Vibrant and foundational.
Subjugation and inhumanity.
Power and presence.
Transcendent and loving.
A constant struggle.
The original purpose of Juneteenth was for formerly enslaved Africans to celebrate their emancipation from bondage of American Chattel Slavery and independence from a system the marked them as sub-human property. The celebration of Juneteenth today is much more than the overdue date for physical emancipation of enslaved Africans in the United States, but a date that celebrates the forced resilience of people, whose strength forged a struggle that we as Black and African American people still grapple with. A phrase rings true to me, freedom isn’t always free and as Dr. Angela Davis tells us, freedom is a constant struggle. I urge you all to recognize the current pedagogical struggle for critical race theory and ethnic studies in classrooms, the numerous pieces of legislation to suppress Black voters, the on going subjugation of Black farmers, and the many incarcerated (and formerly) Black men, women, as well as non-binary individuals who are disenfranchised by the 13th amendment—all of this in the wake of the United States pushing legislation to make Juneteenth a national holiday (155 years later).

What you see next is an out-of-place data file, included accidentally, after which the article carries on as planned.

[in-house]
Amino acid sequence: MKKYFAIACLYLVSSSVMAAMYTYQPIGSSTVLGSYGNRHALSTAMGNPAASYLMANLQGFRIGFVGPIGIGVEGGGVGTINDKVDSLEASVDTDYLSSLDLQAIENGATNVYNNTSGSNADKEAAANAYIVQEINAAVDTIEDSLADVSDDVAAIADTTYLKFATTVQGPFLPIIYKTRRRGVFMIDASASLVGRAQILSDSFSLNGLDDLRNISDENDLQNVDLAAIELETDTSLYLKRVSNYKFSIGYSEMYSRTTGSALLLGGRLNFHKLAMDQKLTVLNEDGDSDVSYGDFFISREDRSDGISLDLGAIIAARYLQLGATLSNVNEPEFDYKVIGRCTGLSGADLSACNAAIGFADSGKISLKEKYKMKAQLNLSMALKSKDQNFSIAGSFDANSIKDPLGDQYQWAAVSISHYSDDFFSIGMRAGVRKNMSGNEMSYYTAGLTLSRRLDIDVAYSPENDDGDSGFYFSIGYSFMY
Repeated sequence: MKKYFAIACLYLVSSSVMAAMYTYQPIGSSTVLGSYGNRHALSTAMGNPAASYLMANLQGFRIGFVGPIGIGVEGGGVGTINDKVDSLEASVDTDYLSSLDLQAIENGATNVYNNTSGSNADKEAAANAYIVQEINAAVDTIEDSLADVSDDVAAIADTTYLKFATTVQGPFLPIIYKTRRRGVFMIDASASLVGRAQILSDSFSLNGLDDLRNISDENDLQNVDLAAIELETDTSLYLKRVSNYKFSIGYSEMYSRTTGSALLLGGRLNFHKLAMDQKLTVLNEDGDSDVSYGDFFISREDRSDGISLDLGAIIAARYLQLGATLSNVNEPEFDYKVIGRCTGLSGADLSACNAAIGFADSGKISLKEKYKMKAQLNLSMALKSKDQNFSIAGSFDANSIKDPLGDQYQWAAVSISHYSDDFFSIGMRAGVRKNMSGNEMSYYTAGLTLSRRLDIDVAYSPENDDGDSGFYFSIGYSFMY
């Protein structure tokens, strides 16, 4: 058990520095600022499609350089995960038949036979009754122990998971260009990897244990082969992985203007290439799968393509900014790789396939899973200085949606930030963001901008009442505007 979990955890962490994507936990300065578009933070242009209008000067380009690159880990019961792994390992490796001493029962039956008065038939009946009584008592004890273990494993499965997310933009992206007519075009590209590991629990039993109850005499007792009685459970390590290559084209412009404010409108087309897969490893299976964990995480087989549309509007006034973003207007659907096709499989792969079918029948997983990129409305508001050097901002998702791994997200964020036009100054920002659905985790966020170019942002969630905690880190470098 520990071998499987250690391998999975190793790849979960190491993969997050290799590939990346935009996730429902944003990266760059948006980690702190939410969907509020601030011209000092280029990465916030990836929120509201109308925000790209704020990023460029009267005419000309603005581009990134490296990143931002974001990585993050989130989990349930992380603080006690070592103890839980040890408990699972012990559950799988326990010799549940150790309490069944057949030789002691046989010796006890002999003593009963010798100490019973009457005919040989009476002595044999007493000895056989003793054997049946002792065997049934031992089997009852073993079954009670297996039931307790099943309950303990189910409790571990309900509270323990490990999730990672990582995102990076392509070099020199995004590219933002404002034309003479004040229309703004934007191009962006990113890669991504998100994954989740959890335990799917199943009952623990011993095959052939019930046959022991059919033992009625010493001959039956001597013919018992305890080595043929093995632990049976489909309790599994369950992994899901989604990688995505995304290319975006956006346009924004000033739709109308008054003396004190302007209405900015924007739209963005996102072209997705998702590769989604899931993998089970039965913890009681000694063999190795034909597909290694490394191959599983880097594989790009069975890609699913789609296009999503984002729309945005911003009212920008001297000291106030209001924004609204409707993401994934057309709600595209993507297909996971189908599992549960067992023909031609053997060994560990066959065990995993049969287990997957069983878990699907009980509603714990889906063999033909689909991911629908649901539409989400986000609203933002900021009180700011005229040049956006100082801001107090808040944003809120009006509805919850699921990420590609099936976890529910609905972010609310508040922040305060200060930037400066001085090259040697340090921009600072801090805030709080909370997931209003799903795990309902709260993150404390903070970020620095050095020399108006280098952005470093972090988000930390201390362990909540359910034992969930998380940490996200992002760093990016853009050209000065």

So, to me, Juneteenth is the celebration of those who have kept and continue to keep the path to freedom lit and full of wisdom for future generations to reach its true essence, the one that cannot be created, destroyed, or taken. One that resides in all of us and is as radiant as the sun in the Sahara desert. Here is to another year of celebration towards authentic freedom and one further from chattel slavery.
For those in the Seattle area this week, I encourage you to check out what the Northwest African American Museum is doing for Juneteenth week. Their events started on June 17 and the last event will be on Monday, June 21, 2021. Learn more.
There is also a celebration and march happening in the historic Black neighborhood of the Central District. The famed Catfish Corner will be returning to 23rd and Jackson with live events and a freedom march to honor the significance of the day. Learn more.
Dr. Alvin Logan, Jr.
Director of Education
Article Source: Burke Museum